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Salt & Our Health

 

Salt Cave Therapy Helps Clear Lungs and Treat Asthma

Woman Relaxing in Salt Cave Treatment RoomAsthma is on the rise. More than 4.1 million children in the UK have the condition, so any way to help these young suffers can only be a good thing. This is where salt comes in – as people turn to salt cave therapy for treatment. And not just for asthma, but for sinusitis, blocked up airways, coughs and other respiratory illnesses too.

Salt cave therapy, which can take place in either a salt cave or a therapy room covered with up to seven to eight tonnes of salt, is a 100% natural, drug free treatment. Those undergoing the treatment relax in the cave on a lounger, all the while breathing in air infused with salt particles. As these particles then make their way down to the respiratory tract, they break down mucus and help it to run out of the body. This cleansing effect of the salt leaves your sinuses and throat clearer and you’re able to breathe a lot easier.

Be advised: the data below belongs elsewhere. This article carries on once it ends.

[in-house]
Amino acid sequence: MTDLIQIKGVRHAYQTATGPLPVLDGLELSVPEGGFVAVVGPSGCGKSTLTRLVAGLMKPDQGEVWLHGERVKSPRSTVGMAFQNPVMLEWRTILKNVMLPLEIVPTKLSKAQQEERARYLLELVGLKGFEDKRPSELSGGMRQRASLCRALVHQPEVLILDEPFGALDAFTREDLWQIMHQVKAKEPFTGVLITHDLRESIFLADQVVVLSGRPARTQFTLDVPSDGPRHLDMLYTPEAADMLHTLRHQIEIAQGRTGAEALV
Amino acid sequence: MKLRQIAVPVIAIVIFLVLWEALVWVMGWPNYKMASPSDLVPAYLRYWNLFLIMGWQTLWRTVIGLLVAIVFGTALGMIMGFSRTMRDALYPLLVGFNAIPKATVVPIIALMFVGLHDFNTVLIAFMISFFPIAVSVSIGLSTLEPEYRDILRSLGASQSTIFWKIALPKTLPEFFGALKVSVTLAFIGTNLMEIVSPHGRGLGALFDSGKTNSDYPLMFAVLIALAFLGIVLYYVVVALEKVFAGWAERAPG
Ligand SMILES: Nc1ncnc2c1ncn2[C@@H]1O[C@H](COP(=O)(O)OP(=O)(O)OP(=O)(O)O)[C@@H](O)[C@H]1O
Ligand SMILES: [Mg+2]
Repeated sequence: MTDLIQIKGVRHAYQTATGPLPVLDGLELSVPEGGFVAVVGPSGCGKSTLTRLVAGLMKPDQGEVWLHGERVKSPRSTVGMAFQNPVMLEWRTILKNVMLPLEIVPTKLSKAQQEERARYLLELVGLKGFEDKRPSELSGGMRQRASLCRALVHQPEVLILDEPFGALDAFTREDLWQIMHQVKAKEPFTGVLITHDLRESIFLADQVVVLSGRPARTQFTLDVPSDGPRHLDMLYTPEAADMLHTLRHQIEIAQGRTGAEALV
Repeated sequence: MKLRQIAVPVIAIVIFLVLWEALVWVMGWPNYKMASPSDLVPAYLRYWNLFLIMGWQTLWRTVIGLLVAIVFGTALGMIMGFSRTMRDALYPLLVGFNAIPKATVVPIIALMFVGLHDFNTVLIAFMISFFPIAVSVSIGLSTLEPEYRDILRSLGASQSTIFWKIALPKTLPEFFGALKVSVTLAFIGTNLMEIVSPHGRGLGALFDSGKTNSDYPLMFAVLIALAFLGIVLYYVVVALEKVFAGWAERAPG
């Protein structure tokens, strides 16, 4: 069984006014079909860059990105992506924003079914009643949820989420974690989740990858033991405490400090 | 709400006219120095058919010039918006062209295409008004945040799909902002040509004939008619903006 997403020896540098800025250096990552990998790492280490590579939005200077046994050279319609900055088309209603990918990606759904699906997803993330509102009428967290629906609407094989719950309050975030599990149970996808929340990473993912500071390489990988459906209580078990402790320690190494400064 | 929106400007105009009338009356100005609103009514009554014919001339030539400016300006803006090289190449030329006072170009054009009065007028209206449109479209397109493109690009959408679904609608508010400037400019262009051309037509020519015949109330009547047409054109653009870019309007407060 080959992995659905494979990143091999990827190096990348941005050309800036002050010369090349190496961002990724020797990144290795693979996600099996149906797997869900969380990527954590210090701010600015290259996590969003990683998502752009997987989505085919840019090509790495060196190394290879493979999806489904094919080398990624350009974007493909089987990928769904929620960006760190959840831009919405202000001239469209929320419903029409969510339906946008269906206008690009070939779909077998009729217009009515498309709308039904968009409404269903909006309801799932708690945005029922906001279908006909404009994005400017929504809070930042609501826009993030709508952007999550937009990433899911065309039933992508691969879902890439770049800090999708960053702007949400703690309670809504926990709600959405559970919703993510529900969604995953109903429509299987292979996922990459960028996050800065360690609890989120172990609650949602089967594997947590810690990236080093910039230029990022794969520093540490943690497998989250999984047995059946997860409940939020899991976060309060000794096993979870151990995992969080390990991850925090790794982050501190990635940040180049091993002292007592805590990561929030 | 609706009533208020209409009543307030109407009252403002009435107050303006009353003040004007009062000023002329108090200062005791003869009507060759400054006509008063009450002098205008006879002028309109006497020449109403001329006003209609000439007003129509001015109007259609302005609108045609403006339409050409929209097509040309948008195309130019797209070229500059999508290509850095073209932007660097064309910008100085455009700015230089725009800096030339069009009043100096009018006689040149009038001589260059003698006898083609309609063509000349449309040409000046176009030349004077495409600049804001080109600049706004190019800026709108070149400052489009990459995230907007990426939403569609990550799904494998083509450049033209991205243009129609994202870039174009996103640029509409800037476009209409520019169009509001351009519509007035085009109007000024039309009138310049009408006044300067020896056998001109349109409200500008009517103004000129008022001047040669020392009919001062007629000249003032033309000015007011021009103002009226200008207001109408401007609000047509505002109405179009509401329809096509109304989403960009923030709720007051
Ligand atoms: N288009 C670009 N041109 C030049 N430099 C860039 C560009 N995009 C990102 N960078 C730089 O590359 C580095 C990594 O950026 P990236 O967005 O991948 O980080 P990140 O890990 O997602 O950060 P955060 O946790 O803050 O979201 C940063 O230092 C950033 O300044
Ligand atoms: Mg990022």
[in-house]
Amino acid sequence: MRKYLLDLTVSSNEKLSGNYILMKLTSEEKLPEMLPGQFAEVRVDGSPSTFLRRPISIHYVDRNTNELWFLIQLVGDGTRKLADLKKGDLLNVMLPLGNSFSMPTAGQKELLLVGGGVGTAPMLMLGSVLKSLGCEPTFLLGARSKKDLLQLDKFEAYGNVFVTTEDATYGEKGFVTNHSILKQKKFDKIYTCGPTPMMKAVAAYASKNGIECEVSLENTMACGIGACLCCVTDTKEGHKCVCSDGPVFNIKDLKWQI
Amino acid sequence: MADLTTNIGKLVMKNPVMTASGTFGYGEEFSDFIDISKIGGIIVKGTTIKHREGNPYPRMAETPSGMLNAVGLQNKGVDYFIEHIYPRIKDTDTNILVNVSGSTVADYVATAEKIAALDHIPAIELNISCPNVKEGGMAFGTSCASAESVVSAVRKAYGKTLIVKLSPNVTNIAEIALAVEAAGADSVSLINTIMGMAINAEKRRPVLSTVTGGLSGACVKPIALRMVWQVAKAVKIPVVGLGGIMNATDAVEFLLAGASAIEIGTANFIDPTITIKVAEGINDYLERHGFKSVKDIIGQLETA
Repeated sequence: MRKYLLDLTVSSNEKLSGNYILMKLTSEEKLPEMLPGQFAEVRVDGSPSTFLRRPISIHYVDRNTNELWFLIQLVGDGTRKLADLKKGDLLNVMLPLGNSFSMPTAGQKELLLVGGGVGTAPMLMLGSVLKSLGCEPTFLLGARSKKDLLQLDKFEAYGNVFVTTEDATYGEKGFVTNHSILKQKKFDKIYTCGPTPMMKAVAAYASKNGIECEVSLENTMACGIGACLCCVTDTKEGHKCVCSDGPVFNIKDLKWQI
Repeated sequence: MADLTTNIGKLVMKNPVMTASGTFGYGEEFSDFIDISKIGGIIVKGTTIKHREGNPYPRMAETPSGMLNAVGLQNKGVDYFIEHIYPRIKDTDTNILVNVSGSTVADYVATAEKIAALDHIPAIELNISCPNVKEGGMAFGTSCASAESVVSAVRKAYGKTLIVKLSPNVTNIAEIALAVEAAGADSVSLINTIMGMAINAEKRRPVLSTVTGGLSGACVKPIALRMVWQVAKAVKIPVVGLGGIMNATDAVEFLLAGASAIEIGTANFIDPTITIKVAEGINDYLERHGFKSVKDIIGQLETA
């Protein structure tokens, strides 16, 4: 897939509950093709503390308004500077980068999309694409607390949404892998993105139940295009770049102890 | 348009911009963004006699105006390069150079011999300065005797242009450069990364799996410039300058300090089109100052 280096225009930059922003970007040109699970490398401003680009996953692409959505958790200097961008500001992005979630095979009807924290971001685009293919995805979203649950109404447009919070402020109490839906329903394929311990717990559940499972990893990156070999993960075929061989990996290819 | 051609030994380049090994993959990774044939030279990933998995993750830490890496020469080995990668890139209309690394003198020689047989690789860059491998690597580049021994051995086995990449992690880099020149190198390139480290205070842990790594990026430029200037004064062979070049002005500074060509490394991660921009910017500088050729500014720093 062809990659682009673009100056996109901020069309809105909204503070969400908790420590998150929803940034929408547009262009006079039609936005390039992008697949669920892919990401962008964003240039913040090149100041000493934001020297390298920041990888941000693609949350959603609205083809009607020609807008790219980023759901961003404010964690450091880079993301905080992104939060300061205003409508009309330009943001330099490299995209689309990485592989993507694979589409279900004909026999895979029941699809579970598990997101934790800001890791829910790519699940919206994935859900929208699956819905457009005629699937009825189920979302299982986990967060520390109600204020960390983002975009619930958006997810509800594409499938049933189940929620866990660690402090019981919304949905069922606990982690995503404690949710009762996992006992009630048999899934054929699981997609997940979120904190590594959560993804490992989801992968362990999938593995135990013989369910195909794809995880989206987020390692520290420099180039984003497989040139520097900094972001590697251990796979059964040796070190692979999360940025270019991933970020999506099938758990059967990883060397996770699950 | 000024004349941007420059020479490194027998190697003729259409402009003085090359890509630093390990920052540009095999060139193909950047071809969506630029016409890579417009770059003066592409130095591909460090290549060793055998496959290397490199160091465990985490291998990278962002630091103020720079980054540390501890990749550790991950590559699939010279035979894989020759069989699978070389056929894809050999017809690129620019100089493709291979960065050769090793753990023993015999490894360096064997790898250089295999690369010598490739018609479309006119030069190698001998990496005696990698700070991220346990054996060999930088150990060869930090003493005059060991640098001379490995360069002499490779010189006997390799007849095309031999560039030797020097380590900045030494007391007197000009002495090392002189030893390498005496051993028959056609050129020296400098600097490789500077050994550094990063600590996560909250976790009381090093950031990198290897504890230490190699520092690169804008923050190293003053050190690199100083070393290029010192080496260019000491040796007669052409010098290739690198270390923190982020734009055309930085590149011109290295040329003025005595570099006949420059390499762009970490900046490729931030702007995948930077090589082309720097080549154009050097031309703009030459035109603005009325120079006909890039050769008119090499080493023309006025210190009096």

Although the popularity and number of treatment centres is on the rise, it’s not the first time people have linked salt to clearing airways. Salt therapy dates back to 1850 when researches noticed that people who worked in salt mines didn’t suffer with any lung problems. While the world famous Wieliczka salt mine in Poland ran an underground sanatorium for many years where asthma sufferers could breath salt air.

Today, salt caves are popping up around the country, as people realise the benefits they can have for respiratory illnesses.

With more and more children being diagnosed with asthma each year, salt cave therapy could prove to be the best way to treat the condition.

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